Aaron Campbell snatched Alesha from her bed in her grandparents' home on the Isle of Bute in July 2018, and carried her to nearby woodland where he raped and suffocated her.
The Daily Mail reports that the killer was subject to the Scottish Government's Named Person Scheme before the murder.It is understood he was on the radar of social services and police after carrying out "low-level" crimes, which have not been detailed, on Rothesay, Bute.
The Mail reports a childcare professional monitored his development - before the scheme was axed by the Scottish Government.
However, his behaviour "did not reach the threshold" to trigger the standard protocol for tackling sexually harmful behaviour.
Murder could not be 'forseen'
Argyll and Bute Council's child protection committee (CPC) also found the murder could not have been "foreseen".
And they insisted a full-scale Significant Case Review would not take place.
The CPC's "learning summary report" said: " 'There is evidence of good multi-agency communication between the professionals involved.
"Working relationships were strong and information was shared appropriately with agencies having good awareness of the care plan.
"Social work liaised with education services, who played a key role as named person in supporting and monitoring X [Campbell].'
Alesha's body was found in the grounds of a former hotel on Bute on 2 July 2018. A post-mortem examination revealed she had suffered 117 injuries.
Campbell stuck to his not guilty plea throughout his nine-day trial in February, causing further distress to Alesha's family.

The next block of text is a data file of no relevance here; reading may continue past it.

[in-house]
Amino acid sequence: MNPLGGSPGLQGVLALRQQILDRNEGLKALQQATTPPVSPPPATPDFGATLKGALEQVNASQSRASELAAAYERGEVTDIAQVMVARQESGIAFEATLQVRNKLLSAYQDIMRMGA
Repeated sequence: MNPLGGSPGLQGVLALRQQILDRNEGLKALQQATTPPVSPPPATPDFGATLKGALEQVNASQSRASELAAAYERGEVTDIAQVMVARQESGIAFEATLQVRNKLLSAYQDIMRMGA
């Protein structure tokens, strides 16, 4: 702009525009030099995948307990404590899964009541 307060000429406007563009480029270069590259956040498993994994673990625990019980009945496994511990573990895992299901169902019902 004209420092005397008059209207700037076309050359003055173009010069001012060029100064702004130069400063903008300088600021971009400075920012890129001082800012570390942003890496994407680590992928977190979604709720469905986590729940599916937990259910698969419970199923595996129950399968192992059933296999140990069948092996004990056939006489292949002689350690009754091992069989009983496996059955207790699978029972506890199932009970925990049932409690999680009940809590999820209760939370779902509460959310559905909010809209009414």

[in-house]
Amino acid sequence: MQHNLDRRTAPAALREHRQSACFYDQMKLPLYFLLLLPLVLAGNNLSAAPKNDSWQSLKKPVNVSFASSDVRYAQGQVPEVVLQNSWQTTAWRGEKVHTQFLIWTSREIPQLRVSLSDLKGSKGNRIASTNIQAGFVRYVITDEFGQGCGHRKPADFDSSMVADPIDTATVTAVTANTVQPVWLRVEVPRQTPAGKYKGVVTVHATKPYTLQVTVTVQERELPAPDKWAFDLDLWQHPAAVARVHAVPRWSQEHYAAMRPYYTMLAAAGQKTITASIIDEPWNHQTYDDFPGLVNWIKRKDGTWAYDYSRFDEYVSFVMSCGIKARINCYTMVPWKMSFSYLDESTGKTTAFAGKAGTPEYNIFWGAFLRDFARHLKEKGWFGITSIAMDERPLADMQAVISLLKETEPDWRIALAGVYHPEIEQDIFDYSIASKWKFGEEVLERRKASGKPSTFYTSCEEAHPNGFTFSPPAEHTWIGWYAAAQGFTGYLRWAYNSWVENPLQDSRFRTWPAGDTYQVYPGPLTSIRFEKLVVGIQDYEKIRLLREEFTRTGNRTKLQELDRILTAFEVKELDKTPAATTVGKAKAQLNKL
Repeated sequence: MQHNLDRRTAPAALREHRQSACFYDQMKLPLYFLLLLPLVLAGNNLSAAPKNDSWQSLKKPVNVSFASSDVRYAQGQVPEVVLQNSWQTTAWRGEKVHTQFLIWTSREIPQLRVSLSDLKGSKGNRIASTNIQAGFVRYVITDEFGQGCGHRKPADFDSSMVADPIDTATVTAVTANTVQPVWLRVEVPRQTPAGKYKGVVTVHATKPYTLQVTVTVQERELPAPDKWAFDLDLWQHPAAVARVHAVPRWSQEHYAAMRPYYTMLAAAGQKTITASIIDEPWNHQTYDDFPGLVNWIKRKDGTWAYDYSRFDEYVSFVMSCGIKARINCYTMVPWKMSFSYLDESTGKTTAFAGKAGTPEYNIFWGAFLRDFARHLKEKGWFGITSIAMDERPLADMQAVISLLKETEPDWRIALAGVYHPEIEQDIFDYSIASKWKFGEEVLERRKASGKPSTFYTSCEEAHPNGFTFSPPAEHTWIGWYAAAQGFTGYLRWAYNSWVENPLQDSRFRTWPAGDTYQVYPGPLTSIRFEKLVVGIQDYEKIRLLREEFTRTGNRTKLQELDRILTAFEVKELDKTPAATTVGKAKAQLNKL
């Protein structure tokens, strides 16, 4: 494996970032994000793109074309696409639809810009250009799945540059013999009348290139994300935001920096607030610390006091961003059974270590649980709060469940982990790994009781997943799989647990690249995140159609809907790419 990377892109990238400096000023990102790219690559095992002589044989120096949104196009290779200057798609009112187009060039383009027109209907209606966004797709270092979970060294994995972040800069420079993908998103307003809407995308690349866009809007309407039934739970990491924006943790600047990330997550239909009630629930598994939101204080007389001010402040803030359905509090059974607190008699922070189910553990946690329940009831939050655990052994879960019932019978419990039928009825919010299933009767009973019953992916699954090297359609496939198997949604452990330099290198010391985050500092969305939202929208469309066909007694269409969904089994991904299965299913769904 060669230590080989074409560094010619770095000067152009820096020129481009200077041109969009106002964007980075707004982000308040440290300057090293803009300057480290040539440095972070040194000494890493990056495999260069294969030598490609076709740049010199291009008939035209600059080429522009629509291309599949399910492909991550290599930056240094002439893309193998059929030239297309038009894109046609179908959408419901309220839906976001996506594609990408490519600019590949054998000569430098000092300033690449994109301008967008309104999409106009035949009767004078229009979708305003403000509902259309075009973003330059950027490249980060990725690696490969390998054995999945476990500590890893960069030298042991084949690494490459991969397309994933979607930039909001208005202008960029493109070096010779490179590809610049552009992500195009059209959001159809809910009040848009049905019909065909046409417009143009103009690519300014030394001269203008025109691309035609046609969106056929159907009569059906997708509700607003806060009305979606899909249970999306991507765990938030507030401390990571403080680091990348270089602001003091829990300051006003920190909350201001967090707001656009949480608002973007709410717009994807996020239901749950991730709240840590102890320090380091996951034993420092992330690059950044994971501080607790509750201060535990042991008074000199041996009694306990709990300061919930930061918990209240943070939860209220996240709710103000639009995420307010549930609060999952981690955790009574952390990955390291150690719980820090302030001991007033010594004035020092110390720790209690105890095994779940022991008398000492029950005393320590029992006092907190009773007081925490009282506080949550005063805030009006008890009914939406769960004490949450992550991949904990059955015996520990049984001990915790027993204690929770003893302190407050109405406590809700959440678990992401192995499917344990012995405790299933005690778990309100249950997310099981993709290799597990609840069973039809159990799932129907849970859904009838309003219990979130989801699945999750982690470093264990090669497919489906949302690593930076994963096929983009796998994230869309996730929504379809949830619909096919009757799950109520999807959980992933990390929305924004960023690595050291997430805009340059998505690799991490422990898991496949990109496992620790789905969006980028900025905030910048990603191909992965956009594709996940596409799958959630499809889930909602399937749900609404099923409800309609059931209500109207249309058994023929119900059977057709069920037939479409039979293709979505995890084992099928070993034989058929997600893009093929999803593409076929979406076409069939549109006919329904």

On the stand he told the jury his DNA must have been planted at the scene. Campbell was 16 when he was sentenced in March to 27-years in prison for the attack on the Isle of Bute.
But the prosecution case, built on forensic evidence and CCTV provided by Campbell's mother, was overwhelming.
The jury at the High Court in Glasgow took three hours to unanimously convict Campbell.He successfully appealed the 27 year life sentence, at a hearing at the High Court in Edinburgh in August.
Judges have reduced it to 24 years before parole after citing case law.
The Scottish Government had wanted to appoint a Named Person to monitor the welfare of every child in Scotland with the scheme due to have been rolled-out across Scotland in August 2021. The new role would have been given to midwives, health visitors and headteachers.
After it was delayed by the Supreme Court ruling, new proposals were drawn up, but Holyrood’s education and skills committee said it still could not support the legislation and demanded a code of practice showing how private information on families would be shared by Named Persons before it would consider progressing the Act.
An expert panel, established by the government, eventually concluded it could not draw up a code of practice, and Mr Swinney was forced to abandon the Named Person sections of the legislation.
A Scottish Government spokesman said: "Our sympathies continue to be with the family of Alesha MacPhail for their dreadful loss.
"The local child protection committee undertook an initial review into the circumstances of this tragic case.
"While that did not find any evidence that this crime could have been foreseen, the local authority has confirmed that it will review local procedures in light of the findings.
"We are also considering whether there is any national learning arising from the review.'